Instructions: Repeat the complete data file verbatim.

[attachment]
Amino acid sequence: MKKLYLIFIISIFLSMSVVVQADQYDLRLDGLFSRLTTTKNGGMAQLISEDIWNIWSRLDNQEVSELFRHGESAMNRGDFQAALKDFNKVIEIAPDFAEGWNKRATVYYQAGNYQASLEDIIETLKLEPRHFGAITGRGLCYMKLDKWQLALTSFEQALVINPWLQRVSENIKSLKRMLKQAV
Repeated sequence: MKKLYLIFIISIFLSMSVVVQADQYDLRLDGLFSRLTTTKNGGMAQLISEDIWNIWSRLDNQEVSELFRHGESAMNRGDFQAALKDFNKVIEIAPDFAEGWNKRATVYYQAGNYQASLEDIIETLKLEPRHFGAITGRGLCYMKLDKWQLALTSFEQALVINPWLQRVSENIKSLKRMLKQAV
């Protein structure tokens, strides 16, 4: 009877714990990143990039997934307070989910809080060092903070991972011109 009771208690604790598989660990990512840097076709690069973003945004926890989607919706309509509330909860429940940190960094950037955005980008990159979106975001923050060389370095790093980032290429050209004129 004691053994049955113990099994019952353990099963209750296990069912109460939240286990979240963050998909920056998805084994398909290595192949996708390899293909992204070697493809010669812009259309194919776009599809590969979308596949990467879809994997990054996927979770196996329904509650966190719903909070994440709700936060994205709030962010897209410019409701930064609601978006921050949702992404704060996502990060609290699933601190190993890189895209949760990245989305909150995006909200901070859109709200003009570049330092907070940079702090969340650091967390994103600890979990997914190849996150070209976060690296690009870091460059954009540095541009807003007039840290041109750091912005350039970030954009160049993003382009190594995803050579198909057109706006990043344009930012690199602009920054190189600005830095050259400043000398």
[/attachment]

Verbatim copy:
Amino acid sequence: MKKLYLIFIISIFLSMSVVVQADQYDLRLDGLFSRLTTTKNGGMAQLISEDIWNIWSRLDNQEVSELFRHGESAMNRGDFQAALKDFNKVIEIAPDFAEGWNKRATVYYQAGNYQASLEDIIETLKLEPRHFGAITGRGLCYMKLDKWQLALTSFEQALVINPWLQRVSENIKSLKRMLKQAV
Repeated sequence: MKKLYLIFIISIFLSMSVVVQADQYDLRLDGLFSRLTTTKNGGMAQLISEDIWNIWSRLDNQEVSELFRHGESAMNRGDFQAALKDFNKVIEIAPDFAEGWNKRATVYYQAGNYQASLEDIIETLKLEPRHFGAITGRGLCYMKLDKWQLALTSFEQALVINPWLQRVSENIKSLKRMLKQAV
């Protein structure tokens, strides 16, 4: 009877714990990143990039997934307070989910809080060092903070991972011109 009771208690604790598989660990990512840097076709690069973003945004926890989607919706309509509330909860429940940190960094950037955005980008990159979106975001923050060389370095790093980032290429050209004129 004691053994049955113990099994019952353990099963209750296990069912109460939240286990979240963050998909920056998805084994398909290595192949996708390899293909992204070697493809010669812009259309194919776009599809590969979308596949990467879809994997990054996927979770196996329904509650966190719903909070994440709700936060994205709030962010897209410019409701930064609601978006921050949702992404704060996502990060609290699933601190190993890189895209949760990245989305909150995006909200901070859109709200003009570049330092907070940079702090969340650091967390994103600890979990997914190849996150070209976060690296690009870091460059954009540095541009807003007039840290041109750091912005350039970030954009160049993003382009190594995803050579198909057109706006990043344009930012690199602009920054190189600005830095050259400043000398």